A step back to shape the things to come

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The Independent Online
IN CLASSIC textbook fashion, a fast-growing Seattle software company reckons it has spotted a niche market that computer users are desperate to see filled. If its booming sales are anything to go by, its youthful president is about to see his personal wealth soar - for the second time.

Jeremy Jaech was one of the co-founders of Aldus Corporation, joining in 1985 to help develop its desktop publishing software, PageMaker.

In 1990 he resigned a wealthy man, thanks to his shareholding in the by now publicly quoted company. 'I could have retired,' he said. 'I spent a year just playing golf and toying with my personal computer.'

However, he realised a gap was emerging in the business graphics software market. Many business users of personal computers use them for simple drawings - flowcharts, organisation charts, office layouts and so on. He felt the leading software companies that produced such programs - mainly Lotus and Microsoft - had evolved their products into fancy presentation programs rather than improving their drawing capability.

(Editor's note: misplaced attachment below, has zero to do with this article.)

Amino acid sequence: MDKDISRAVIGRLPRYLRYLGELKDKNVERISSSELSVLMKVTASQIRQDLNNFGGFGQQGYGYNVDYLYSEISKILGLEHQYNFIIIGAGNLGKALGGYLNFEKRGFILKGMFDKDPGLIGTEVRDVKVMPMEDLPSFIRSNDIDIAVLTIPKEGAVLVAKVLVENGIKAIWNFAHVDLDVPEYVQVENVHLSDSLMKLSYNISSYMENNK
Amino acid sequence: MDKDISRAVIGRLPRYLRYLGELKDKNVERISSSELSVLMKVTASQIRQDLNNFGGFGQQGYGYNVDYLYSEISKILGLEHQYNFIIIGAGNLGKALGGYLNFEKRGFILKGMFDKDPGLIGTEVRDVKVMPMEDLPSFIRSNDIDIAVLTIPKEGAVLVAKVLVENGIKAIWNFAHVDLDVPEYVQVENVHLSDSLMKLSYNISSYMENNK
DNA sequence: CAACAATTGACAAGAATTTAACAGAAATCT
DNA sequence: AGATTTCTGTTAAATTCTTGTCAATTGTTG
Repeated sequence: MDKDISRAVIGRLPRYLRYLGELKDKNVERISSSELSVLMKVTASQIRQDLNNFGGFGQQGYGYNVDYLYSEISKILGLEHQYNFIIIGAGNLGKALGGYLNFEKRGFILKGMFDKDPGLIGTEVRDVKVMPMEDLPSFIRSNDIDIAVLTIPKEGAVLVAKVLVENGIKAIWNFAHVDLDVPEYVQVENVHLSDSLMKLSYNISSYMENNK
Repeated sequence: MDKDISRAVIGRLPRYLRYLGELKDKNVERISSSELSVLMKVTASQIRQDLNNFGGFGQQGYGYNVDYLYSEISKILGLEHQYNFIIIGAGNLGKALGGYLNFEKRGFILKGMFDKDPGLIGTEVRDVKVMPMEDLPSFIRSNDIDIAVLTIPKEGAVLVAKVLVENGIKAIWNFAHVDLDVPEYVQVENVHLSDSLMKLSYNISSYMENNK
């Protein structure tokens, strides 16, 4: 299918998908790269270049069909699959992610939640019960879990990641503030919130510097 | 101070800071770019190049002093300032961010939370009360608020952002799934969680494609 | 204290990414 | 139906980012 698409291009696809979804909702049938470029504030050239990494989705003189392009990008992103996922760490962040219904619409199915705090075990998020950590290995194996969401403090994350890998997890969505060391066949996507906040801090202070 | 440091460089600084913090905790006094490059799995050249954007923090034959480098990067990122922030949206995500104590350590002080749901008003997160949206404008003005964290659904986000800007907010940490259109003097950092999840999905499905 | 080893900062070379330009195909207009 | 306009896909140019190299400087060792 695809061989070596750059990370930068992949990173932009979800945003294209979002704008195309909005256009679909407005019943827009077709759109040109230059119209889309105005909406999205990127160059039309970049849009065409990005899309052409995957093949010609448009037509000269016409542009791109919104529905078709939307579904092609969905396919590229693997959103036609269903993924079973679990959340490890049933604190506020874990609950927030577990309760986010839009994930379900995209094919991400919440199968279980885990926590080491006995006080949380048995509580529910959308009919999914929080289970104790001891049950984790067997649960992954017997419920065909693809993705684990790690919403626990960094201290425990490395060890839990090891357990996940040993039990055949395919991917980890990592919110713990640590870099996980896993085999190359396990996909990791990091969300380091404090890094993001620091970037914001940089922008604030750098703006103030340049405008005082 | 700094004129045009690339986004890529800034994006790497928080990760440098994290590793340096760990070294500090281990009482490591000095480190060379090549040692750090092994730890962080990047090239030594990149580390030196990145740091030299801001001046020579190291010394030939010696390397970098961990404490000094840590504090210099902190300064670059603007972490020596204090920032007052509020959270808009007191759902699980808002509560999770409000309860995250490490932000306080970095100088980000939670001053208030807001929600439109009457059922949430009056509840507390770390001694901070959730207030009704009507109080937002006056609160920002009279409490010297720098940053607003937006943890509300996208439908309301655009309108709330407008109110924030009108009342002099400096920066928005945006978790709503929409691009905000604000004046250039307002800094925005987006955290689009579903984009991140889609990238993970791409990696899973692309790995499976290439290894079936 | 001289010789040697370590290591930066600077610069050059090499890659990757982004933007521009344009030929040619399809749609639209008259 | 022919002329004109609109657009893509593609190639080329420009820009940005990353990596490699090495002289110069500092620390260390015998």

As he researched the market, he kept coming across people who just couldn't use the latest versions and kept going back to mid-1980s software to achieve what they wanted to do. The problem was that this excluded them from certain modern operating facilities, such as Microsoft's cut and paste, and marooned them in a time warp regarding printers and interfaces.

The answer was Visio, launched last year and expected to sell dollars 25m ( pounds 16.7m) of copies this year. As well as being an easy-to-use business drawing package, it features 'intelligent' shapes, hence the name of the venture, Shapeware.

The idea, Mr Jaech explains, is to have shapes that behave as users would expect them to, rather than in the way that it is easiest for a computer to portray. For instance, with conventional programs, making a shape such as an arrow larger or smaller alters the size of the whole arrow, making it difficult to line up arrows on the page. With Visio, users can choose to elongate only the tail, leaving the size of the head unchanged.

Users can program their own intelligent shapes, although the program includes more than 600 for more than 20 different job-specific tasks. Packs for more specialised applications are available off the shelf. These include flowcharts, office planning, electrical engineering, landscape planning, software diagrams and home renovation. 'Think of them like stencil packs for a computer,' said Mr Jaech.

There are similarities between Aldus and Shapeware, he said. 'Both exploited discontinuities in the market that created a window of opportunity for fleetfooted firms.'

There are differences, too. Working on his second fortune will be easier. 'This time, I know what I'm doing.'

(Photograph omitted)

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